Starring: Benedict Cumberbatch, Tilda Swinton, Rachel McAdams, Chiwetel Ejiofor, Mads Mikkelson, Benedict Wong
Rated PG-13 for Sci-Fi Violence and Action Throughout, and an Intense Crash Sequence
Readers will know full well how tired I am of superhero movies. I am tired of their sameness, their obsession with fan service, and that their bloated budgets snuff out other, potentially better films. But I was optimistic about "Doctor Strange," and that's for a few reasons. First, the cast. I love Benedict Cumberbatch and Tilda Swinton. Second, the director. Scott Derrickson has a pretty good track record. "The Exorcism of Emily Rose" is a fascinating and at times scary film, and "Sinister" is the most terrifying film of the past 10 years. But it was not to be. Simply put, the film is a mess.
Dr. Stephen Strange (Cumberbatch) is a New York City surgeon whose ego matches his talent. That is until he gets into a brutal car accident and loses the ability of his hands. Desperate not to lose the meaning in his life, he seeks out treatment in Nepal. Apparently, there are those who can manipulate the world around them. Strange becomes a devoted disciple and quickly becomes very powerful. Of course, there are those who use these powers for evil, like Kacilius (Mikkelson).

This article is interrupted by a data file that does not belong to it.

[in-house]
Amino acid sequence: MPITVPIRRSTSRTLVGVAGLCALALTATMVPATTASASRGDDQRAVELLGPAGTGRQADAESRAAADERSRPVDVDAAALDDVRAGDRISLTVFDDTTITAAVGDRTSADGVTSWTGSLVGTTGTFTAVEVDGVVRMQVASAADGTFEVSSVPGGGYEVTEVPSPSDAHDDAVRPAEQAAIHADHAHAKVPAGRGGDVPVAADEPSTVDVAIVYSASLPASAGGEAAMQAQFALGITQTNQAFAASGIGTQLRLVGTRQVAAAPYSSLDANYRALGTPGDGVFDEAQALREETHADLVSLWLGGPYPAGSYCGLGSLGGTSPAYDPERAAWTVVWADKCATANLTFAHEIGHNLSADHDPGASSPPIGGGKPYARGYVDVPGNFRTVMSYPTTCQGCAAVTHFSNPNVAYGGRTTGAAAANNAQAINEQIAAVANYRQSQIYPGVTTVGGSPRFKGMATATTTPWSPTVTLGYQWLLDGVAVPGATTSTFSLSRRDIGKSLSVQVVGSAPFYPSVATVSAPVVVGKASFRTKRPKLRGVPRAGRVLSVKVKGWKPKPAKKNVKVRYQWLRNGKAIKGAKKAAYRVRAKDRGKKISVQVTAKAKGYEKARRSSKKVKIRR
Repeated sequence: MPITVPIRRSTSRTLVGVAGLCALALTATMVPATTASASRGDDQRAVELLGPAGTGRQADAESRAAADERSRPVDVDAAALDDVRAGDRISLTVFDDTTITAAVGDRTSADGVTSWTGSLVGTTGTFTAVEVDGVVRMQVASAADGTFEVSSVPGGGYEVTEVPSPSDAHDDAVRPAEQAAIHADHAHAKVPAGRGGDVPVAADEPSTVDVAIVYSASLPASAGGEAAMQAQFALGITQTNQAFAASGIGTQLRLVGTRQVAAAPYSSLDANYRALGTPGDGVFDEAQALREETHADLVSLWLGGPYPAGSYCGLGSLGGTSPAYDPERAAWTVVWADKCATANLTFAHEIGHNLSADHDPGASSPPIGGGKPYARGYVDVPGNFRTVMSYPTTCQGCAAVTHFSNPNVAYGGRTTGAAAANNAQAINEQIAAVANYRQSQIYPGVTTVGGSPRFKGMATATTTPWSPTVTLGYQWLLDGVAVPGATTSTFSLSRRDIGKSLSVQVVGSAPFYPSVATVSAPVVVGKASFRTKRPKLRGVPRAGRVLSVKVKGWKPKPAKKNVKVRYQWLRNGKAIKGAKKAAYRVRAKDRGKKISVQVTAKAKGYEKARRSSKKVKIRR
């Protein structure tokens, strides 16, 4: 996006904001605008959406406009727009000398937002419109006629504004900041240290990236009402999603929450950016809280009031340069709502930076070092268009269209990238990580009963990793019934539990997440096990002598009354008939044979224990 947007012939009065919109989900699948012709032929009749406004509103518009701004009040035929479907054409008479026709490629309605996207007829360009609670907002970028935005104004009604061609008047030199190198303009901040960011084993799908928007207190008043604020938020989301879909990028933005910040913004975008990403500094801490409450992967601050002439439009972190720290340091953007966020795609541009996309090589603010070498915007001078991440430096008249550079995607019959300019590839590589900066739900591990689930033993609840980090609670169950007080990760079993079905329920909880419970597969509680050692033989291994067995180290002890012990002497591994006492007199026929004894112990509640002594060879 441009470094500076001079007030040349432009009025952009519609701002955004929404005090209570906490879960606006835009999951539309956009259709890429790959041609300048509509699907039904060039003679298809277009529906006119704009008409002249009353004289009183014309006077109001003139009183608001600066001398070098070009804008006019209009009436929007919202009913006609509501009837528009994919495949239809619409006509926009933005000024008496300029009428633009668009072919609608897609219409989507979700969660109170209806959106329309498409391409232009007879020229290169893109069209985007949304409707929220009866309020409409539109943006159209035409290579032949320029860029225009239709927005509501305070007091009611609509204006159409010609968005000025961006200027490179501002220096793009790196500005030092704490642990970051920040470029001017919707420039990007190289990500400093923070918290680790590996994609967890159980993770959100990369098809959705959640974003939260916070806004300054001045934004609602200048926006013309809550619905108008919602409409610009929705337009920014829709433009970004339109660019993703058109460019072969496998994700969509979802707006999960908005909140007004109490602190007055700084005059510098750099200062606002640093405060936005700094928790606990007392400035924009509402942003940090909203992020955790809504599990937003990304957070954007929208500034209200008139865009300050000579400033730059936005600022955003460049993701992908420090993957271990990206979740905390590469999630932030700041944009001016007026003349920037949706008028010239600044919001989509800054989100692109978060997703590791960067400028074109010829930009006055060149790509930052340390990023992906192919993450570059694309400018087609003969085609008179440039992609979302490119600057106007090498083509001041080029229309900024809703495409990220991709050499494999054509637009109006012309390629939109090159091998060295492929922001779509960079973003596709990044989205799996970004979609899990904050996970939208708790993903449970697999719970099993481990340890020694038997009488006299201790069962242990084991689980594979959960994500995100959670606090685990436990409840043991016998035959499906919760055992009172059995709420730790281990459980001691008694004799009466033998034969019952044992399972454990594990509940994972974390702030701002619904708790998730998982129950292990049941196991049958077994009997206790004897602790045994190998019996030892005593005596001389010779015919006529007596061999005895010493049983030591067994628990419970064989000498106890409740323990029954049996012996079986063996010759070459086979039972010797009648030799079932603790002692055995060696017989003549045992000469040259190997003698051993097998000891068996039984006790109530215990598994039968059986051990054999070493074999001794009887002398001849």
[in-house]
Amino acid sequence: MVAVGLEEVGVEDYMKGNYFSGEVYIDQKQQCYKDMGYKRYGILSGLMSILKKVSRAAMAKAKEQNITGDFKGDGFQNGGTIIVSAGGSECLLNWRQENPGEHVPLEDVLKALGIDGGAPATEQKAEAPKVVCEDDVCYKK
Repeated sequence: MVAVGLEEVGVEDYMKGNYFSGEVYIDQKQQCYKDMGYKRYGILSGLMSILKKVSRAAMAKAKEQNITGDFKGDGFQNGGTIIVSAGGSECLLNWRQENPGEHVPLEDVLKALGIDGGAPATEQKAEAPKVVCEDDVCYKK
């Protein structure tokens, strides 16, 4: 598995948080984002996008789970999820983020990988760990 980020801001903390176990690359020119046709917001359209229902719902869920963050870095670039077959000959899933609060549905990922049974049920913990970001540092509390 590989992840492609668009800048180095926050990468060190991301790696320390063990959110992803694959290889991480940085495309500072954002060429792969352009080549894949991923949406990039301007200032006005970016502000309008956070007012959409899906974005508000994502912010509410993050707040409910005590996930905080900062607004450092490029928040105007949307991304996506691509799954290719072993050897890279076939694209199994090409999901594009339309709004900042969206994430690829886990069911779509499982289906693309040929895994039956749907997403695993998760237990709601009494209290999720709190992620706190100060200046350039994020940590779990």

When a movie doesn't take place in our world, there is one rule that the film has to follow: consistency is everything. Otherwise the film will at best look like it's making itself up as it goes along or worse make no sense. "Doctor Strange's" world is so complicated that it takes half the movie to explain, and even then I was still lost. I guess that you have to be well versed in the comics to understand it.
The film's acting is a high point, although considering the cast, I suppose that isn't much of a surprise. Benedict Cumberbatch acquits himself well amid all the special effects (and there are a lot of them), sporting a flawless American accent as well. Without it ever seeming to be forced. Natch. Tilda Swinton, whose casting as a character usually regarded as Asian was controversial, fits right in as the mysterious, Morpheus-type teacher known as The Ancient One. Swinton can do anything, so while it would have been more appropriate to cast, say, Gong Li or Michelle Yeoh, at least Swinton's talent makes it more palatable. Rachel McAdams is cute, but doesn't have much to do. Ditto for the rest of the cast.
"Doctor Strange" is wall-to-wall special effects. There are very few, if any, scenes that don't have some CGI or something. Some of them, such as those in the villain's realm (?) are sensational. And Derrickson does some interesting things with the concept of time in this movie. But they're in service of a plot that is a total mess. The first half is all right, but the second half rarely makes sense, even though it's constantly explaining itself. I tried very hard to keep up with it but eventually I just gave up.
There are plenty of movies out now that are wonderful. There's no need to waste your time with "Doctor Strange."